Harnessing the Wind
an interview with Rachel Pizzolato
On a summer trip through the prairies of Texas, Rachel Pizzolato noticed the turbulence caused by her dad’s car. And then she thought that with hundreds of other cars travelling the interstates, a source of potential energy was just waiting to be harvested. But how to do it? Thus began a 2 year (and counting) exploration – experimenting with designs and different material on how to accomplish her goal of harnessing the wind. It would turn into a school science fair project titled “Can a Modified Windmill Generate Electricity in an Interstate Traffic Setting?”
Far from the ubiquitous Plaster-of-Paris volcano or Styrofoam ball solar system, Pizzolato (a 7th grader at John Curtis Christian School) built a Plexiglas tower which encased turbines constructed of K+S Metals brass rod, Bud Nosen balsawood, and Taskboard.
HUB: Let’s start off with the spoiler: You were a 2016 Finalist in the Broadcom Masters national science competition based on your project being one of the top 30 middle school science fair projects in the nation. And you’ve been nominated to participate in the 2017 competition. Your project dealt with creating electricity out of thin air. Could you give a quick explanation as to how it demonstrates that?
Rachel: There are little windmills inside the venturi and when the air from a spacewalk inflator goes through the venturi it powers the windmills while creating electricity to power the light. So basically we’re eliminating fossil fuels and harnessing untapped energy that flows through the buildings that you see every day. We’re gathering the wind that has not been harnessed yet to produce new electricity
HUB: How did you come up with the concept?
Rachel: Actually, many experiences and people are responsible for inspiring this project. In 2012, I went to Long Beach and saw my first wind farm. Seeing those machines spinning in the fields was amazing. I had a long conversation with my parents about the turbines that day. I also noticed how much wind was produced as we drove along the highway. This was the “Eureka” moment when I thought about mounting turbines along the sides of the highway to generate electricity. Since then, I visited the wind capital of North America- Sweetwater, Texas 3 times, and my interest has only increased.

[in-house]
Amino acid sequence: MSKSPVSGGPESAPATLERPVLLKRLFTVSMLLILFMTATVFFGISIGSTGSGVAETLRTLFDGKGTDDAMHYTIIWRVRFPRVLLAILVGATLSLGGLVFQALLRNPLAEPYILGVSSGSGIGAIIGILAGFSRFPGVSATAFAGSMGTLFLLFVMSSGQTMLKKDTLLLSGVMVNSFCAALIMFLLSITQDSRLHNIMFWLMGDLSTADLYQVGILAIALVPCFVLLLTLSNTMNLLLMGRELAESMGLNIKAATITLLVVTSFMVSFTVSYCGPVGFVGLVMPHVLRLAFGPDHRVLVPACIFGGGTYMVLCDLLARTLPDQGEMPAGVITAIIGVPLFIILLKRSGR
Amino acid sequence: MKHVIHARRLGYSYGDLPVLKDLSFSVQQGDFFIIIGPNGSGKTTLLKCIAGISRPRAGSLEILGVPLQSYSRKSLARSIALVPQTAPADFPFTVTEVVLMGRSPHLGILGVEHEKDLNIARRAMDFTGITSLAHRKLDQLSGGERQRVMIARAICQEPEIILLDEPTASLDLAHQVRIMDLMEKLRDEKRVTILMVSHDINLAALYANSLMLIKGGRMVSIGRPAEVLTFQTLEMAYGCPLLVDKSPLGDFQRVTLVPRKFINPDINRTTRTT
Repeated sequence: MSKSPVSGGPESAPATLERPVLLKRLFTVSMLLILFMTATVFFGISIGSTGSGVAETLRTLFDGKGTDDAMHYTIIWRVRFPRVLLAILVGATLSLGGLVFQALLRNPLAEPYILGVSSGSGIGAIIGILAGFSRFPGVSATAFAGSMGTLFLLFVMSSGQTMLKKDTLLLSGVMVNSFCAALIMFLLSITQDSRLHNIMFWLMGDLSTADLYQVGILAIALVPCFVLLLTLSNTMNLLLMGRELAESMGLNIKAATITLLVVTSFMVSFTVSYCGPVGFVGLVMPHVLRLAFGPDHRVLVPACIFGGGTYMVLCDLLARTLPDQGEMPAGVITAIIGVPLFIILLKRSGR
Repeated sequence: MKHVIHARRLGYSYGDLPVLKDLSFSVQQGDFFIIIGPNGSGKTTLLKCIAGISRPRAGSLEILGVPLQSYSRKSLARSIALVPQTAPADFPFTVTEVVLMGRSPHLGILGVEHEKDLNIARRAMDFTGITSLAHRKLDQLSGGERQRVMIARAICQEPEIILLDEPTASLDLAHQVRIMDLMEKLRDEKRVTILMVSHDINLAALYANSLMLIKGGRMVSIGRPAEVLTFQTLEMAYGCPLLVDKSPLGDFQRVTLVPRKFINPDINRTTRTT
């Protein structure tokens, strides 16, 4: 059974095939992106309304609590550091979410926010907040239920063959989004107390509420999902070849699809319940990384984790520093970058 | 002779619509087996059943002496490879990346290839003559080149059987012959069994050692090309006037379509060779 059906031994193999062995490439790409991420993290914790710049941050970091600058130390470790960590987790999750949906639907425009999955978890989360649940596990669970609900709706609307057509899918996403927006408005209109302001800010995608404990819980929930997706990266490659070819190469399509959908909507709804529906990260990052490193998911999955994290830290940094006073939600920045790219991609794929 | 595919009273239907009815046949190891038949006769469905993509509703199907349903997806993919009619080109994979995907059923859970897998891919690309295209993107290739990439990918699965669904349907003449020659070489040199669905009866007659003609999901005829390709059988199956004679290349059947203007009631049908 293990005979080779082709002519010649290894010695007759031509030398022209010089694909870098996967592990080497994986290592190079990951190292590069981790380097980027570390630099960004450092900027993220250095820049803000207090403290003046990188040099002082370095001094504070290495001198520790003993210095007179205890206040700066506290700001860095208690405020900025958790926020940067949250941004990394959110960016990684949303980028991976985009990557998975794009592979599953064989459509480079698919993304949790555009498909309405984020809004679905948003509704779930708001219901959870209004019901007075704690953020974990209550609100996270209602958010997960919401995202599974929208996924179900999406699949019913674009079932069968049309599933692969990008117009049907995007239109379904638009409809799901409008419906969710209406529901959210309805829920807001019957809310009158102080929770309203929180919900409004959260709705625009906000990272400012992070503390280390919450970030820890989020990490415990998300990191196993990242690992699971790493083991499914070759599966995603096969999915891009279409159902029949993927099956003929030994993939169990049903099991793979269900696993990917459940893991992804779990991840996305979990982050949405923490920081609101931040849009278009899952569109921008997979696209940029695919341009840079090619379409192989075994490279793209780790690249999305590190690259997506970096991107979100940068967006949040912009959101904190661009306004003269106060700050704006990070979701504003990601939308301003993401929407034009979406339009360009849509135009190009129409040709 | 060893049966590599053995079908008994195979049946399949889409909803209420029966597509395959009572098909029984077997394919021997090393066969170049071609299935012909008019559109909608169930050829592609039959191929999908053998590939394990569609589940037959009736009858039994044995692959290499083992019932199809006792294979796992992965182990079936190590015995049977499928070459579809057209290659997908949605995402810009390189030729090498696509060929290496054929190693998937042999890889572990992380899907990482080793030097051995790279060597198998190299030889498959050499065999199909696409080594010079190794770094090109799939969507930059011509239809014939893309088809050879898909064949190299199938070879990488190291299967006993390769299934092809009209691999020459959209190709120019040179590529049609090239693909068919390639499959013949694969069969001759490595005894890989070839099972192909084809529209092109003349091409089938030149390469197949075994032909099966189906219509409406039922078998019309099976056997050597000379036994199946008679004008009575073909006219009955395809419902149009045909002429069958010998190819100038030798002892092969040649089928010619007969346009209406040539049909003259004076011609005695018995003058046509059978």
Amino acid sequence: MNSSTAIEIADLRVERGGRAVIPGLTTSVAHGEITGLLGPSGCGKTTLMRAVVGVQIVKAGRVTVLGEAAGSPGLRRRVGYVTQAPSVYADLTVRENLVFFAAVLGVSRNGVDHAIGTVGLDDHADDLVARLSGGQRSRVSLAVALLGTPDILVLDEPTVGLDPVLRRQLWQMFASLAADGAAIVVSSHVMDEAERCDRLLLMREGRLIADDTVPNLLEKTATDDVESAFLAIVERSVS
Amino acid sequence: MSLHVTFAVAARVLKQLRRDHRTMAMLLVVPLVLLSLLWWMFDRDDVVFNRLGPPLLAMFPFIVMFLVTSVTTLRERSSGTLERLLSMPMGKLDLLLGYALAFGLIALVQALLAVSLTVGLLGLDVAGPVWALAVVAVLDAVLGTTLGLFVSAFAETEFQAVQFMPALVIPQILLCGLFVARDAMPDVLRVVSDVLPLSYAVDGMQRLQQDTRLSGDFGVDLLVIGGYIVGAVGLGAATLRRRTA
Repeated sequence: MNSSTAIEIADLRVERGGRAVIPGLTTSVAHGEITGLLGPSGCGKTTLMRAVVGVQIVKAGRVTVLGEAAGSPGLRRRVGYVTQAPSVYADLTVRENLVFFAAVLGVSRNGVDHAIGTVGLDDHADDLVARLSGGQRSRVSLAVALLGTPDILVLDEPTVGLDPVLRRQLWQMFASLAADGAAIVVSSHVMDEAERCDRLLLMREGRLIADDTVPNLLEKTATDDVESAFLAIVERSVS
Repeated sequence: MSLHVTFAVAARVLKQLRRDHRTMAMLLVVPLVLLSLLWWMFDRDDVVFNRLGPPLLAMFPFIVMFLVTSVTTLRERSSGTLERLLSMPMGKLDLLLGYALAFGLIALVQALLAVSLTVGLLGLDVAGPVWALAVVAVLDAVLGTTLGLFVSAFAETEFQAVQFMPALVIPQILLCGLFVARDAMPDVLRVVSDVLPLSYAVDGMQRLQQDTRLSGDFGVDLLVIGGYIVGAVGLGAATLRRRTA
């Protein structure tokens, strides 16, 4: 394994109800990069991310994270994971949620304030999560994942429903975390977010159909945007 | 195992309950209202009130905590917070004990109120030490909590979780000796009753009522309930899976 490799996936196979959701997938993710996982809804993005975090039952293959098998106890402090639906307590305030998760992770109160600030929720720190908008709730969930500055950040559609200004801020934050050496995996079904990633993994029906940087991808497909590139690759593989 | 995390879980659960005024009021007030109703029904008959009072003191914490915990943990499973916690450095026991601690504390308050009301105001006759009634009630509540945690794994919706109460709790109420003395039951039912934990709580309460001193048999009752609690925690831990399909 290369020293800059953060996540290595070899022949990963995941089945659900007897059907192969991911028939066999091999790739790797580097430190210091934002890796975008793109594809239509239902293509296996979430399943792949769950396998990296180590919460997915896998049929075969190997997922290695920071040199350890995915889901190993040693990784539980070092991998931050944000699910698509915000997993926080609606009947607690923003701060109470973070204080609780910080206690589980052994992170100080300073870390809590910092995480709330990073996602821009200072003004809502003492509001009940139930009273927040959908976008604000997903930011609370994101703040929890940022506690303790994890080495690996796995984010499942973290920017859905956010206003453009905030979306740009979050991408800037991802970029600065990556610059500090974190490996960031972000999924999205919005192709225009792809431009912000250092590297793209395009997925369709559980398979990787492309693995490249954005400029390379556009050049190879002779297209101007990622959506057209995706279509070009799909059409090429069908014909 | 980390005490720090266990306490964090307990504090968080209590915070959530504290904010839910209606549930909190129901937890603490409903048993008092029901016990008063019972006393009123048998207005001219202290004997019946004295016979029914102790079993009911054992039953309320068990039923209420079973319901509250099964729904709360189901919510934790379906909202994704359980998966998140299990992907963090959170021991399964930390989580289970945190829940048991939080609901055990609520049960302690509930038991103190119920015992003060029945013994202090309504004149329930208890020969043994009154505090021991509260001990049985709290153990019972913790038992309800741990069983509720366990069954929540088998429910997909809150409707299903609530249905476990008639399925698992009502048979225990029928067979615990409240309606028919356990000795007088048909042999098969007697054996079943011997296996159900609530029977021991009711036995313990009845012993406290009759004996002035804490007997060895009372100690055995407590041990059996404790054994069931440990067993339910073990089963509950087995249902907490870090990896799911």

Explaining her project
HUB: And you mentioned that visiting Disney World also gave you ideas?
Rachel: We have visited Disney World every year since I was a baby. The Spaceship Earth attraction has been very instrumental in my design because of the airflow that passes around the structure. It is always very breezy when we pass under the structure, and that is where the idea for my venturi and using the turbines to generate electricity originated. Now, every time I am anywhere around a slope, or a curved surface, I take note of the movement of the air and the possibilities!
Showing what the turbines looked like before assembled
HUB: What was your first version like?
Rachel: I chose to build a modified wind turbine to test if it was possible to generate electricity in an interstate traffic setting. The turbine was constructed using cardboard, glue, copper wire, tape, a discarded bicycle rim and a salvaged 12 volt motor. High tech materials such as carbon fiber blades might have resulted in a more efficient model. However, the purpose of the experiment was to test the concept of producing electricity from the turbulence of a passing vehicle. A compact car was used to drive past the turbine at various speeds, and the voltage output (mV) was noted.
First version: cardboard on a bicycle rim
HUB: How did you record the results before you got the computer system hooked up to it?
Rachael: I used a voltage meter to record the voltage output as my dad’s car passed the turbine at various speeds. I performed many trials at each car speed of 24,32,40,48 and 56 km/h. I was lucky that the meter recorded the highest voltage and allowed me to get accurate readings. Without that feature, I would have had to use the reading that my eyes saw as the highest which would have been difficult because the meter moved very fast. All of my readings were recorded in my journal upon completion of each trial.
The original wind source: dad driving by in his car
HUB: And what did the data show?
Rachel: The data showed that as the speed of the vehicle increased, the voltage output increased in a linear relationship. The voltage (mV) increase occurred for the 90°perpendicular blades (control), as well as, the 30° angular blades. However, the results showed that the 30° angled blades resulted in a small voltage increase (<1 mV) at all speeds except for 56 km/h which produced 3 mV more output. I concluded that it is possible for a turbine to generate electricity from the wind produced by a passing car.
The laptop automatically records the data
HUB: And now that you have a computer system doing the recording?
Rachel: It automatically recorded the data, collecting over 2 million data points while testing blade design and blade angle. I found that a small change in blade angle results in a tremendous increase in efficiency. Overall it’s 9,000 pages of data in the computer.
Demonstrating the project to other middle-school students
HUB: Are there any other places beside the interstate that this technology could be used?